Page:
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With trade rumours swirling, now is the time for the Canucks to trade Brock Boeser

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Photo credit:Bob Frid-USA TODAY Sports
Noah Strang
22 days ago
With the Vancouver Canucks blowing another multi-goal lead on Tuesday evening against the Pittsburgh Penguins, this season continues to look like a write-off. The Canucks have mustered a measly 37 points in 40 games, good for sixth in the Pacific Divison and eight points out of the last wild card spot.
They’ve managed to win just one of their last six games and face a gruelling schedule with games on the road against the Tampa Bay Lightning, Florida Panthers, and Carolina Hurricanes on the horizon. If they hadn’t already, it’s now time for the Canucks to accept their fate and start selling some assets before the trade deadline.
This push into “sellers” territory has made the Canucks a popular name in the rumour mill. There are plenty of reports about teams checking in on various roster players. One of the most popular targets out there right now seems to be Brock Boeser, the 25 year old goal-scoring winger.
“Word is that teams keep poking around on Brock Boeser and are exploring it in a more realistic manner. I don’t think anything is imminent, but teams are giving it more thought and trying to see how they could make it work,” Pierre LeBrun wrote in a recent article for The Athletic. “The Wild have talked to Vancouver about it, and Boeser returning to his home state would be a good story, but it doesn’t sound like Minnesota feels it can make it work cap-wise.”
While at one point Boeser was considered a cornerstone piece of this franchise’s revival, those days are long gone. While his high salary may damper the return slightly, the Canucks need to be talking to interested teams and progressing those conversations. It may hurt the fanbase, but the time to sell Boeser is now and if they miss this window, the Canucks will regret it over the next few years.

Brock Boeser’s curious decline 

Boeser immediately dazzled Canucks fans upon entering the NHL. He brought energy and life to a franchise that had been looking for someone to cheer for. He finished the season with 29 goals and 55 points in 64 games, impressive numbers for a freshman. He also managed to bring home the All-Star MVP Award, a fun cherry on top of a great year.
Since then, Boeser has experienced a slow decline in effectiveness. His progression has not followed a regular path and he now finds himself in the midst of the worst season of his career. He has yet to match the 29-goal mark he recorded during his rookie season, and he doesn’t look posed to do it this season.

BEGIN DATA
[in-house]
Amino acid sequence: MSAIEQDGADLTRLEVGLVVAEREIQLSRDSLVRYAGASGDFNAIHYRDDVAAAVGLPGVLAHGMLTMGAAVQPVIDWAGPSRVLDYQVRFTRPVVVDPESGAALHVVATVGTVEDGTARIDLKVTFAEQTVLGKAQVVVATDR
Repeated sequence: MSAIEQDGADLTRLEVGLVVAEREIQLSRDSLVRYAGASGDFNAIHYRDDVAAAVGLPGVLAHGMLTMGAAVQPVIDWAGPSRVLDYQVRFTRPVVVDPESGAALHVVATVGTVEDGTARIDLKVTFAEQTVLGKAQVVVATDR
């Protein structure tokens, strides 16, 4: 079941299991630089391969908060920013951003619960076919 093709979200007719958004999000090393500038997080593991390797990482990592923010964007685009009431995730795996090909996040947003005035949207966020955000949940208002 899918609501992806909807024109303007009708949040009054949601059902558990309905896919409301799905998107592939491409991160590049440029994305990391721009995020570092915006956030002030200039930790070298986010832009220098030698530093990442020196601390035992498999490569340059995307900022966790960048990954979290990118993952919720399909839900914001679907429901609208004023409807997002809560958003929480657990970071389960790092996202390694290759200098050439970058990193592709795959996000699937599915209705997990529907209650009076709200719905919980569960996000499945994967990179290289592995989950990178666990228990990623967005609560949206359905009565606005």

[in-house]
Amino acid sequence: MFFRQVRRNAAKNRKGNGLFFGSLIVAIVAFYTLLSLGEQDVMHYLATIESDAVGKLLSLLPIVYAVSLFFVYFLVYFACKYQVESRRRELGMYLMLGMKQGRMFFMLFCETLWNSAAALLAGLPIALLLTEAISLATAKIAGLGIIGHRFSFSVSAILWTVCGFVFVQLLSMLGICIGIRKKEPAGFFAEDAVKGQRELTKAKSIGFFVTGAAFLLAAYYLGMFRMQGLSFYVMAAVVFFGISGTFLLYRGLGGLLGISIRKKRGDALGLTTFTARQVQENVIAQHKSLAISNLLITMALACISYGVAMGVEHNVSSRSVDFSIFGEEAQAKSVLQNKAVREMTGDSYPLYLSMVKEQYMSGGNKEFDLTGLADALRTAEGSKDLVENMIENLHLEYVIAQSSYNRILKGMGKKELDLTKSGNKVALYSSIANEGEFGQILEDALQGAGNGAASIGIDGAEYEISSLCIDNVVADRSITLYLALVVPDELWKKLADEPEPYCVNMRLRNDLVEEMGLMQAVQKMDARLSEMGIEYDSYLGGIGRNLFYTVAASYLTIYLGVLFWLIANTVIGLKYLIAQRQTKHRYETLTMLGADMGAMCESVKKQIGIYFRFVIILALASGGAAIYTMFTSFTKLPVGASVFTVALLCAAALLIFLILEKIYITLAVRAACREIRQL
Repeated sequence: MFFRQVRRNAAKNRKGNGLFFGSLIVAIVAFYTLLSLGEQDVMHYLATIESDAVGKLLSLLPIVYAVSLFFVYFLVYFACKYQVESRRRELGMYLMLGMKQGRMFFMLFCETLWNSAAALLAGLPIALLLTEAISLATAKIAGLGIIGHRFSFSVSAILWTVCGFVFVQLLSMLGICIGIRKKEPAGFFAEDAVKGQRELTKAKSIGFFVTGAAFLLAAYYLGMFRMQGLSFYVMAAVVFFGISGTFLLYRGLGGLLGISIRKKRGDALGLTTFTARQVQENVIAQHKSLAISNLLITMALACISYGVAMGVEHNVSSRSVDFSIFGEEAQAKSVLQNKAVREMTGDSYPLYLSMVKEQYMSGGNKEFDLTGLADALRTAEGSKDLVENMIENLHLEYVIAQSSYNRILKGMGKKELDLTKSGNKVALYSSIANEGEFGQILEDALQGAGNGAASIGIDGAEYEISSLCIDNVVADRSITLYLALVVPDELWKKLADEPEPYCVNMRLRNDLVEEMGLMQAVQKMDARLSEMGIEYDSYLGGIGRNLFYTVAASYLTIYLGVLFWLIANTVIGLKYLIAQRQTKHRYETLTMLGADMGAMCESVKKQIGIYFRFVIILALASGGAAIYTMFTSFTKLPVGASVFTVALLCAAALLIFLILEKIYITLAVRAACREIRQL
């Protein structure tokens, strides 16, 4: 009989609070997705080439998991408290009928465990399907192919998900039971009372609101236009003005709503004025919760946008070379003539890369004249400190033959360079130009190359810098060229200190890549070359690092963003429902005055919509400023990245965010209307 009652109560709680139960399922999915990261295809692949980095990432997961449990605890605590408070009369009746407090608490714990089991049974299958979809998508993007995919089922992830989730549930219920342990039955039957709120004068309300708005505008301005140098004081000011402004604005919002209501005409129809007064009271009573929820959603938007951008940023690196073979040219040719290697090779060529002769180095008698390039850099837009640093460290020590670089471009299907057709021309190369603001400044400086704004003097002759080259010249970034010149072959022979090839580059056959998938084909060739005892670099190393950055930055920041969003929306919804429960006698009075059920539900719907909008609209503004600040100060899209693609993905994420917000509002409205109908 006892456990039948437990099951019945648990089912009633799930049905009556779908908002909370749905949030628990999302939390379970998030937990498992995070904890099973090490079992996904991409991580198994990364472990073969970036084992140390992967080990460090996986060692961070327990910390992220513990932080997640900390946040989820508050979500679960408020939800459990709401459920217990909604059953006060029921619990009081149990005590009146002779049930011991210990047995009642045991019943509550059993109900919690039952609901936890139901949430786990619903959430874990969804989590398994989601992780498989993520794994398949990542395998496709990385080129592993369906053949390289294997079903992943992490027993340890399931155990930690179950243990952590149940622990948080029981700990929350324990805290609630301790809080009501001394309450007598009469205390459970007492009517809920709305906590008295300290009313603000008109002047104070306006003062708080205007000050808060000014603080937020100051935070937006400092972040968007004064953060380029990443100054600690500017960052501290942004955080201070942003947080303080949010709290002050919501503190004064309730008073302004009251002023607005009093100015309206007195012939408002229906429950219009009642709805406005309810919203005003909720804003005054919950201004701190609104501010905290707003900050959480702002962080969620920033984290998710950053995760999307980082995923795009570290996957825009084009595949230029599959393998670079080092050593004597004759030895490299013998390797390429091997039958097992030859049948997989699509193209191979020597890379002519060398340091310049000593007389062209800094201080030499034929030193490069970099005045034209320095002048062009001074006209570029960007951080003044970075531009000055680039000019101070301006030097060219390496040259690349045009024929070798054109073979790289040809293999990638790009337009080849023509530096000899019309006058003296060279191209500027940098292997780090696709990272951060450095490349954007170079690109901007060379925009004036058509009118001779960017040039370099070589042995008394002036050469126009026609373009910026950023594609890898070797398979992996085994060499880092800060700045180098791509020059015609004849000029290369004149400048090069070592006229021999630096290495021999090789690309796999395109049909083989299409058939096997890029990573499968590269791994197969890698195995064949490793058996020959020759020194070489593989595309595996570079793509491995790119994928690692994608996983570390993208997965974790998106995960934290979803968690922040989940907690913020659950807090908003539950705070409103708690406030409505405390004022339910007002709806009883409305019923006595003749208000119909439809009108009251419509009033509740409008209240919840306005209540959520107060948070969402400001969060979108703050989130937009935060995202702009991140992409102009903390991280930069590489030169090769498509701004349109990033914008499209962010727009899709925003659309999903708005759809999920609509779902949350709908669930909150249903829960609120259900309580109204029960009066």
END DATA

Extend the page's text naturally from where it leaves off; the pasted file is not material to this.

These past two seasons have been the most difficult for Boeser. Over 103 games during the 2021/22 and 2022/23 seasons, he has 31 goals and 70 points. That’s a 24-goal and 55-point pace. While those numbers don’t seem terrible in a vacuum, the fact that he doesn’t contribute much in other areas means that he needs to be scoring while on the ice.
This season, the Canucks are allowing 4.94 goals per sixty 5-on-5 minutes with Boeser on the ice, the worst mark of any player with at least 15 games played. While this is partially due to the team’s poor goaltending during those minutes, he also deserves a portion of the blame as the Canucks bleed shots and scoring chances.
Boeser has never been known as a physical player or one that’s great in board battles. When he’s scoring, those issues can be overlooked. However as his scoring has dried up in recent years, it’s becoming harder to forgive him for his defensive mistakes and fight.

What might the return look like in a Boeser trade? 

Last summer, the Canucks signed Boeser to a bridge deal that spanned three years at an AAV of $6.65 million. This high salary means that the Canucks are not going to get a massive haul in any return.
One team that could be interested is the New Jersey Devils. Trading him to an Eastern Conference team would almost definitely be the Canucks’ preference, and Boeser has been linked there in the past. The Devils could use a sniper to add to their top six and Boeser would also likely play in a shooting spot on the top power play unit, a position that he’s been moved from in Vancouver.
Most teams will need to send salary back to Vancouver to fit Boeser in but the Canucks could accept expiring deals to clear room for this summer. Miles Wood, Erik Haula, or Tomas Tatar all fit that bill from the Devils. In addition to the expiring salary, the Canucks would likely be looking to get back a few early to mid-round draft picks. The market for scoring wingers is not very hot, but Boeser does have a strong pedigree.
Make no mistake, Boeser has the potential to make you regret any trade as he has shown that he can have one of the best shots in the league when healthy. However, it’s a risk that the Canucks need to take to clear up cap space and add to their collection of young talent.

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